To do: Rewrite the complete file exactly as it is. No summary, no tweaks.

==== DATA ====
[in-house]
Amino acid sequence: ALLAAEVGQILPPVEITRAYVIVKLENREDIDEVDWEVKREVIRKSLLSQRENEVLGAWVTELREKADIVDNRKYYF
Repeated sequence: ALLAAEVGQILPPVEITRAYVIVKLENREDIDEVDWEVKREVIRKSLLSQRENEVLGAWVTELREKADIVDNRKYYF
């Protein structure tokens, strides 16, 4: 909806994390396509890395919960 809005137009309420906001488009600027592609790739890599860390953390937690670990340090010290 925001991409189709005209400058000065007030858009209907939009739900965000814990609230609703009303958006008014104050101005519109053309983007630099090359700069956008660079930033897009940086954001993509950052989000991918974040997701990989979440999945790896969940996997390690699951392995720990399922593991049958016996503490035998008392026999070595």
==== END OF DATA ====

[in-house]
Amino acid sequence: ALLAAEVGQILPPVEITRAYVIVKLENREDIDEVDWEVKREVIRKSLLSQRENEVLGAWVTELREKADIVDNRKYYF
Repeated sequence: ALLAAEVGQILPPVEITRAYVIVKLENREDIDEVDWEVKREVIRKSLLSQRENEVLGAWVTELREKADIVDNRKYYF
């Protein structure tokens, strides 16, 4: 909806994390396509890395919960 809005137009309420906001488009600027592609790739890599860390953390937690670990340090010290 925001991409189709005209400058000065007030858009209907939009739900965000814990609230609703009303958006008014104050101005519109053309983007630099090359700069956008660079930033897009940086954001993509950052989000991918974040997701990989979440999945790896969940996997390690699951392995720990399922593991049958016996503490035998008392026999070595």